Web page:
The New Orleans experience has been hyped by reform advocates as an extraordinary success story and, until recently, uncritically covered by the media. Adam Johnson wrote an excellent critiqueof the fawning media coverage. More objective analysesof the RSD have questioned the purported gains and detailed significant collateral damage: hours-long bus rides and other hardships foisted on children, substantial resegregation, and unaccountable schools as well as community erosion and alienation.
According to blogger and education activist Mercedes Schneider, one decade later most New Orleans Recovery School District (RSD) charter schools received Ds or Fs by a charter-friendly state education department. Out of 57 schools, 15 received Fs or were so low as to be in turnaround status; 17 received Ds; only 7 received Bs; and none earned an A. The RSD schools still rankamong the lowest-scoring schools in the country. Schneider also cites a recent report that showed only an embarrassing 12% of the high school students in the district who took the ACT college preparation test scored high enough under the state’s regent requirement to qualify for a Louisiana four-year college. Schneider has also debunked claimsof better-than-average graduation rates.
Other people have documented the continued extremely low performance of the RSD despite a decades’ worth of effort. Among them are Julian Vasquez Heiligand Andrea Gabor, who raised potent questions about the viability of the New Orleans model for reform when she wrote a response to the defenders of the district in TheNew York Times. See also “The Uncounted,” Owen Davis’s blog postthat raises the possibility that the New Orleans reform effort harmed the city’s most vulnerable children:
A decade after Hurricane Katrina spurred New Orleans to undertake a historic school reform experiment—a shift to a virtually all-charter district with unfettered parent choice—evidence of broader progress is shot through with signs that the district’s most vulnerable students were rebuffed, expelled, pushed out or lost altogether.
For another negative reporton the supposed success of the RSD, see Ten Years after Katrina, New Orleans’ All-Charter School System Has Proven a Failure.Finally, an editorial in The New Orleans Tribune, a major African-American newspaper, decried the reform efforts in New Orleans and its meager results.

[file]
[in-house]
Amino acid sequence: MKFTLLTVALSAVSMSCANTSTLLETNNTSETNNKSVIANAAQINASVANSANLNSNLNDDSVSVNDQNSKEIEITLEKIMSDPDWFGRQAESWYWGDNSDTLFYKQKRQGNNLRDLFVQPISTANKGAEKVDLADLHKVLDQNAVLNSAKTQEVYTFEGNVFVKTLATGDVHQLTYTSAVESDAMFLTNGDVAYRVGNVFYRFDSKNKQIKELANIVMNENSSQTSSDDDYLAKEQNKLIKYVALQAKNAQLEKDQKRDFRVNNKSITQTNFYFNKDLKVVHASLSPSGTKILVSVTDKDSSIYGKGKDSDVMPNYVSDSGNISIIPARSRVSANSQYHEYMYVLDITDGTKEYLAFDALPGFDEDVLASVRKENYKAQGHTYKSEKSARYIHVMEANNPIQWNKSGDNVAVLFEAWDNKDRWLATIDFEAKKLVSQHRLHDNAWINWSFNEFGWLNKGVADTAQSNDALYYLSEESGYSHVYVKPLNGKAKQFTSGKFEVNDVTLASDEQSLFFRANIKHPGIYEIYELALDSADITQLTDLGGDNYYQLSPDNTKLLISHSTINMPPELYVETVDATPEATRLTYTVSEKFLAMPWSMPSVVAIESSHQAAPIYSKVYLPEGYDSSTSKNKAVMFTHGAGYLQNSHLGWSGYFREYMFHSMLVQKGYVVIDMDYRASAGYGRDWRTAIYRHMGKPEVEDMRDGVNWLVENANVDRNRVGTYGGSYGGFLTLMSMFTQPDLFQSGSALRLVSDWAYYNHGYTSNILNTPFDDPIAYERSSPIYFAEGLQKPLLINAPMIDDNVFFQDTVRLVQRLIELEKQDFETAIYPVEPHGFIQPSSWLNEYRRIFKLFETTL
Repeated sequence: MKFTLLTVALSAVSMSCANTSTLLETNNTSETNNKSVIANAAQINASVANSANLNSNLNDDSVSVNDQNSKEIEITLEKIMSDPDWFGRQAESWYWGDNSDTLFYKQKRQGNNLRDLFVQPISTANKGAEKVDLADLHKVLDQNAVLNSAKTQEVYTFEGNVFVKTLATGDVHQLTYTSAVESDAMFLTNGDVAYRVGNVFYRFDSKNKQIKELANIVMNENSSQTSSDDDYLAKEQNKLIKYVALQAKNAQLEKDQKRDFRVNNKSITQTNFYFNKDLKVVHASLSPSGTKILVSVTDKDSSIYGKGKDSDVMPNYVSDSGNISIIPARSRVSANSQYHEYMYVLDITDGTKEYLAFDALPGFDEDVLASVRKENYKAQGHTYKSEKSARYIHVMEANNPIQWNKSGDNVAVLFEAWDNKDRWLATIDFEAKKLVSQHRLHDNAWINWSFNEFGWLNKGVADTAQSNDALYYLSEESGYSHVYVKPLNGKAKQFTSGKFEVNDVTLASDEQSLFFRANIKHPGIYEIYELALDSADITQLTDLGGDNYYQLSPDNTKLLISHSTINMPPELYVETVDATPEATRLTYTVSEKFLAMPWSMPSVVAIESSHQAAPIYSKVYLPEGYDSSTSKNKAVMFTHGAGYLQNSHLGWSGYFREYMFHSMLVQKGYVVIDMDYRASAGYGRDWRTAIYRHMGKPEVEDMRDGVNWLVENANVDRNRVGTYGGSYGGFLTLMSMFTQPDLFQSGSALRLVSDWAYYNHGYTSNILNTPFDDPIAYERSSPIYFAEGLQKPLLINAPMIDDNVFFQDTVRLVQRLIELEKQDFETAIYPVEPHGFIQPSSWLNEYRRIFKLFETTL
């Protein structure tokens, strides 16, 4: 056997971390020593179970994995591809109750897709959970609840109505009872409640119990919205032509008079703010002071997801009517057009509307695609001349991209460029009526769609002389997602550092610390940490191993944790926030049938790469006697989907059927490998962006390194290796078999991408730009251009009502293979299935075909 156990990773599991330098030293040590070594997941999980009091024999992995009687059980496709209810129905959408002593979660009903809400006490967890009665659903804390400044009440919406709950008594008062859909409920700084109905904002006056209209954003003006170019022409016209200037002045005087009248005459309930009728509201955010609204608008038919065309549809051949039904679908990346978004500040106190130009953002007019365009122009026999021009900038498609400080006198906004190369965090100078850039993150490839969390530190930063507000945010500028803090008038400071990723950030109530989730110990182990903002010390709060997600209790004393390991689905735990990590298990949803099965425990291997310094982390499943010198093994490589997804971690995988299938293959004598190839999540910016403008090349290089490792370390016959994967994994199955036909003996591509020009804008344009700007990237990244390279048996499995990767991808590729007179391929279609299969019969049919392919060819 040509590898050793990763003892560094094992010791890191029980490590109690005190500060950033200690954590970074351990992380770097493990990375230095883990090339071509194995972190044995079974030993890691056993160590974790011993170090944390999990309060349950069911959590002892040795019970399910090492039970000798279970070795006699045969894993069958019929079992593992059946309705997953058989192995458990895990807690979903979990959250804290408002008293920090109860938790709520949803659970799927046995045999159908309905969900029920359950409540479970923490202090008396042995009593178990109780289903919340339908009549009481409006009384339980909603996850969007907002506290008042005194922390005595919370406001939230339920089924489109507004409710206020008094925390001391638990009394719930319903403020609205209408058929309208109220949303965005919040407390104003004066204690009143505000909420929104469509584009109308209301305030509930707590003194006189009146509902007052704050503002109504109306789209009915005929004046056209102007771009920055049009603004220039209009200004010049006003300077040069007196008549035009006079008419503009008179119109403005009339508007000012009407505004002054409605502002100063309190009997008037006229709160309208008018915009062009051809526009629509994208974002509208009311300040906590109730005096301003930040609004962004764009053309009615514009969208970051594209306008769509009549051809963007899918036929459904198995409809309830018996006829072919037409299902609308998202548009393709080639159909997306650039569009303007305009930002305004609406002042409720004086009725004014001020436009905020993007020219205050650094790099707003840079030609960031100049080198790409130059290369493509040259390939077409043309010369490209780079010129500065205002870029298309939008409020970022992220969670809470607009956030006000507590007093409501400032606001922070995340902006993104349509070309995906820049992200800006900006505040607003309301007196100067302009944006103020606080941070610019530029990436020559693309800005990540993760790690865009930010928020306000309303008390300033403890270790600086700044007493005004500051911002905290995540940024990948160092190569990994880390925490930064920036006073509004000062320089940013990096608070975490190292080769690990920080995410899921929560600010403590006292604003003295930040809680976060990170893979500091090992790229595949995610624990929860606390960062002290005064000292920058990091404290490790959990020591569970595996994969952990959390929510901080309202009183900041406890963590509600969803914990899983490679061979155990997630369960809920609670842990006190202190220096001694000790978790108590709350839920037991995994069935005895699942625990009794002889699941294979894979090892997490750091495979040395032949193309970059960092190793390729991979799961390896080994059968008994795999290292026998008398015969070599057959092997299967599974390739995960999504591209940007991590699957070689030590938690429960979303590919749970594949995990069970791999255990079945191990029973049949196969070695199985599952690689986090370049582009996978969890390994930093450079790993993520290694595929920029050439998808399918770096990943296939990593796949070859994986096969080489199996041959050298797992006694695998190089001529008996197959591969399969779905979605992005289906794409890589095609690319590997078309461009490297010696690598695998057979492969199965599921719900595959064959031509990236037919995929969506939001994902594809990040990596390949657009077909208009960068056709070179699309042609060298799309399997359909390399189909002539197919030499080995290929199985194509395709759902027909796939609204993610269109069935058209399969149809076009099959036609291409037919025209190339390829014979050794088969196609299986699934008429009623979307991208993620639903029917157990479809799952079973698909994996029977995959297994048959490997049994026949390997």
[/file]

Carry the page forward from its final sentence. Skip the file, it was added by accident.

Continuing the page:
In 2015, Frank Adamson, Channa Cook-Harvey, and Linda Darling-Hammond produced the most comprehensive and exhaustive examinationof the New Orleans experiment in districtwide charters. Whose Choice? Student Experiences and Outcomes in the New Orleans School Marketplace is their 72-page report developed for the Stanford Center on Opportunity Policy in Education (SCOPE). The authors came to conclusions similar to those I have previously discussed. The New Orleans experiment led to the creation of a stratified system, which more often than not produced low-quality education and was highly detrimental to large numbers of vulnerable students and their communities. They demonstrated that claims of increased performance for the RSD were not warranted and that schools in the RSD still scored extremely low on measures using accurate data.
Limited Gains and Unnecessary Damage
Even reports that found some progress demonstrate that in light of the extremely low starting point, the gains in New Orleanshave been minimal. After 10 years, the effect size ranges from only 0.2 to 0.4 SD—still leaving the district as one of the lowest scoring in the nation, with one of the country’s highest levels of economic and educational disparities according to race.
The alleged gainscould just as easily be attributed to the substantial increases in funding that occurred over the last decade or to changes in demographics since large numbers of low-achieving students left New Orleans after Katrina. Clearly, these small increases were hardly worth the major disruptions caused by closing just about every local school and firing 7,000 teachers, most of whom formed the backbone of the African-American middle class in the city. For a heart-wrenching accountof the callous treatment of New Orleans teachers, see “Death of My Career: What Happened to New Orleans’ Veteran Black Teachers?” in Education Weekand the extensive quotations in the SCOPE report cited above. For a forum with differing points of view on the New Orleans experience, see the Albert Shanker Institute’s series of conversations “Ten Years After the Deluge: The State of Public Education in New Orleans.” Finally, Charter Schools, Race, and Urban Space: Where the Market Meets Grassroots Resistance,by Kristen Buras (2014), provides a devastating look at the harm caused in New Orleans by the abandonment of public schools.
Unquestionably, some excellent charter schools have been created in New Orleans, and many dedicated teachers and principals are making heroic efforts to improve instruction. Yet better schools and outcomes could have been produced without such drastic measures. Even researchers who supported the reforms have declared that New Orleans should not be held up as a model for the nation.
David, again I hope we can agree on using what the most successful schools from both sectors have done to improve performance and avoid an unfruitful debate over whether the combination of charters, high-stakes accountability based on test scores, and radical decentralization is the only or best way to improve public education. Bill